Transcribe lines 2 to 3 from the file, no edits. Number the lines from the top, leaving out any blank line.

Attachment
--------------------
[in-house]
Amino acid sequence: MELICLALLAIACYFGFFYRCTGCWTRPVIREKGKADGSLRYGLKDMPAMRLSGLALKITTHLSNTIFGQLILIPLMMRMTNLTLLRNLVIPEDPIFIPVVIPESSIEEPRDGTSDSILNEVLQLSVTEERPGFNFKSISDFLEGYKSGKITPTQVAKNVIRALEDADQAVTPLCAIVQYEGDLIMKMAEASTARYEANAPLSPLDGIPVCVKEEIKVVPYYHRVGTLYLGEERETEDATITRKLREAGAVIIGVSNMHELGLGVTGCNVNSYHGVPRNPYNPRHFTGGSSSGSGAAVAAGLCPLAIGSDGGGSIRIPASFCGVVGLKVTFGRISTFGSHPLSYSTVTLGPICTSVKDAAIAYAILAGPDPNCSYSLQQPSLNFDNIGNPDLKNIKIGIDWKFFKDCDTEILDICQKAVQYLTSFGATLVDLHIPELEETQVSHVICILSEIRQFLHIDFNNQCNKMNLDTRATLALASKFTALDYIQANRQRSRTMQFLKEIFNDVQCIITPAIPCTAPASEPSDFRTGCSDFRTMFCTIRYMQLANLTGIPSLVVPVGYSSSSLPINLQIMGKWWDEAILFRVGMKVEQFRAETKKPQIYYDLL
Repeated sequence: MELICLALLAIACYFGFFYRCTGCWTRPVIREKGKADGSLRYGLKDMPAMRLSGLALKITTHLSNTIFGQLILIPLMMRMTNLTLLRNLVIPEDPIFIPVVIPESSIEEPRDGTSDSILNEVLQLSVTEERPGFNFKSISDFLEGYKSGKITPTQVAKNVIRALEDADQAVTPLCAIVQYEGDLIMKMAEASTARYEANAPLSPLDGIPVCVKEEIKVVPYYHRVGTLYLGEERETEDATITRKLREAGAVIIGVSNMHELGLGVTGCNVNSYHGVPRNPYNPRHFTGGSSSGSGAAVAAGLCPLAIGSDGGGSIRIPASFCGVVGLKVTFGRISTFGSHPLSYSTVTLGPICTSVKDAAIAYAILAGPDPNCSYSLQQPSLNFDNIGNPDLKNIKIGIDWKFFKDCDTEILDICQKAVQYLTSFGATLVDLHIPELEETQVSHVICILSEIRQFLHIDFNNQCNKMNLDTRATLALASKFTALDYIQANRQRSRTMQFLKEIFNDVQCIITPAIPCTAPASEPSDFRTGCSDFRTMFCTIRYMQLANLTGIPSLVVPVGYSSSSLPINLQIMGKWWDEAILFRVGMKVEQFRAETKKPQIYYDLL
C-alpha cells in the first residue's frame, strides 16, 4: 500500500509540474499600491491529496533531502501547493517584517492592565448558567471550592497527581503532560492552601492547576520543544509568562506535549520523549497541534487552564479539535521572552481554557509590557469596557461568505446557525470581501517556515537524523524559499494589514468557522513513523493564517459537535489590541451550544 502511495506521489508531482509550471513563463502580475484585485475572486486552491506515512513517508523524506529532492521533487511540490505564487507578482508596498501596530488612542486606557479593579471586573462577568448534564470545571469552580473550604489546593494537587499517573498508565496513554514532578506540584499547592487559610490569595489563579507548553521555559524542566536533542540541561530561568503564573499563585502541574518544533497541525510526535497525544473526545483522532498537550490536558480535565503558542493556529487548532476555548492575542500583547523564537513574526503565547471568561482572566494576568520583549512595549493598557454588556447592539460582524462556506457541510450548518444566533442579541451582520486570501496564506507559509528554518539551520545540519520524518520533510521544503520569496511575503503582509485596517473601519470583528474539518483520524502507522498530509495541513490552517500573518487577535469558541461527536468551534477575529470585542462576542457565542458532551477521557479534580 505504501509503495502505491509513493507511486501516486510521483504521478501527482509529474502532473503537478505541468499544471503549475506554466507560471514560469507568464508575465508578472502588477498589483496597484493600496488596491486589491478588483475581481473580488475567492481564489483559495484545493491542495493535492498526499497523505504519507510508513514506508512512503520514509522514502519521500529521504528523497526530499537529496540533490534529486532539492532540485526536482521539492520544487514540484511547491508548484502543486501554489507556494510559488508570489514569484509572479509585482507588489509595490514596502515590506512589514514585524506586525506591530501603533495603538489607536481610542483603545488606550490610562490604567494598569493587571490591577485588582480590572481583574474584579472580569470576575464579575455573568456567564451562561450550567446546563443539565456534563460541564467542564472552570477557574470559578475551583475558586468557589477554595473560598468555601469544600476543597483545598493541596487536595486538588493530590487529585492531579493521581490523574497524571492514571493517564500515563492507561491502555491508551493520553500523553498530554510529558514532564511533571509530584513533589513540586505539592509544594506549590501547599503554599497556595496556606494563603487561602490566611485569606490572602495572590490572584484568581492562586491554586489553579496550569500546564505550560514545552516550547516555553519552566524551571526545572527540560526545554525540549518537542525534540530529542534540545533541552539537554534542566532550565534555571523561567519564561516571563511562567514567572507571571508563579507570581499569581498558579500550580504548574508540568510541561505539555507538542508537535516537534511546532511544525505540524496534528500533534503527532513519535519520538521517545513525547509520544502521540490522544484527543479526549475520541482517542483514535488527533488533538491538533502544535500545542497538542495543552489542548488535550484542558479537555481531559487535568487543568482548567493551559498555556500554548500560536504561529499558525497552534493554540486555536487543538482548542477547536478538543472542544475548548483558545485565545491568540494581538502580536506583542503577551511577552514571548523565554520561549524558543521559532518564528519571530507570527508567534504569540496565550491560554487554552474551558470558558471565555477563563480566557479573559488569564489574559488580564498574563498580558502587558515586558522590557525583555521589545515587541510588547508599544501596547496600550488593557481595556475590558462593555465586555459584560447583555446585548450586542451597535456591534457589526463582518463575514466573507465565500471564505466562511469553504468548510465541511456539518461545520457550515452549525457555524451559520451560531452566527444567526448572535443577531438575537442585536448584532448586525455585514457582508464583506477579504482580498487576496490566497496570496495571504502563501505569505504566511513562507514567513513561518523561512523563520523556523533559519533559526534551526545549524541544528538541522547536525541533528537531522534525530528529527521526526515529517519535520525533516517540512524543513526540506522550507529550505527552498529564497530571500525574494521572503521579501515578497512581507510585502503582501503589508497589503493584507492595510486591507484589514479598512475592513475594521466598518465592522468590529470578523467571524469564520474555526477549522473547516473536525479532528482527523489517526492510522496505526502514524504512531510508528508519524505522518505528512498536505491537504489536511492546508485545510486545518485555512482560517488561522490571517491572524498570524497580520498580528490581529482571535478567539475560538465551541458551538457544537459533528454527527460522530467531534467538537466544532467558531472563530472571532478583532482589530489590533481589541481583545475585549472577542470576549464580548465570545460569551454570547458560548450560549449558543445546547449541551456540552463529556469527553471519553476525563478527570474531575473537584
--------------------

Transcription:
Amino acid sequence: MELICLALLAIACYFGFFYRCTGCWTRPVIREKGKADGSLRYGLKDMPAMRLSGLALKITTHLSNTIFGQLILIPLMMRMTNLTLLRNLVIPEDPIFIPVVIPESSIEEPRDGTSDSILNEVLQLSVTEERPGFNFKSISDFLEGYKSGKITPTQVAKNVIRALEDADQAVTPLCAIVQYEGDLIMKMAEASTARYEANAPLSPLDGIPVCVKEEIKVVPYYHRVGTLYLGEERETEDATITRKLREAGAVIIGVSNMHELGLGVTGCNVNSYHGVPRNPYNPRHFTGGSSSGSGAAVAAGLCPLAIGSDGGGSIRIPASFCGVVGLKVTFGRISTFGSHPLSYSTVTLGPICTSVKDAAIAYAILAGPDPNCSYSLQQPSLNFDNIGNPDLKNIKIGIDWKFFKDCDTEILDICQKAVQYLTSFGATLVDLHIPELEETQVSHVICILSEIRQFLHIDFNNQCNKMNLDTRATLALASKFTALDYIQANRQRSRTMQFLKEIFNDVQCIITPAIPCTAPASEPSDFRTGCSDFRTMFCTIRYMQLANLTGIPSLVVPVGYSSSSLPINLQIMGKWWDEAILFRVGMKVEQFRAETKKPQIYYDLL
Repeated sequence: MELICLALLAIACYFGFFYRCTGCWTRPVIREKGKADGSLRYGLKDMPAMRLSGLALKITTHLSNTIFGQLILIPLMMRMTNLTLLRNLVIPEDPIFIPVVIPESSIEEPRDGTSDSILNEVLQLSVTEERPGFNFKSISDFLEGYKSGKITPTQVAKNVIRALEDADQAVTPLCAIVQYEGDLIMKMAEASTARYEANAPLSPLDGIPVCVKEEIKVVPYYHRVGTLYLGEERETEDATITRKLREAGAVIIGVSNMHELGLGVTGCNVNSYHGVPRNPYNPRHFTGGSSSGSGAAVAAGLCPLAIGSDGGGSIRIPASFCGVVGLKVTFGRISTFGSHPLSYSTVTLGPICTSVKDAAIAYAILAGPDPNCSYSLQQPSLNFDNIGNPDLKNIKIGIDWKFFKDCDTEILDICQKAVQYLTSFGATLVDLHIPELEETQVSHVICILSEIRQFLHIDFNNQCNKMNLDTRATLALASKFTALDYIQANRQRSRTMQFLKEIFNDVQCIITPAIPCTAPASEPSDFRTGCSDFRTMFCTIRYMQLANLTGIPSLVVPVGYSSSSLPINLQIMGKWWDEAILFRVGMKVEQFRAETKKPQIYYDLL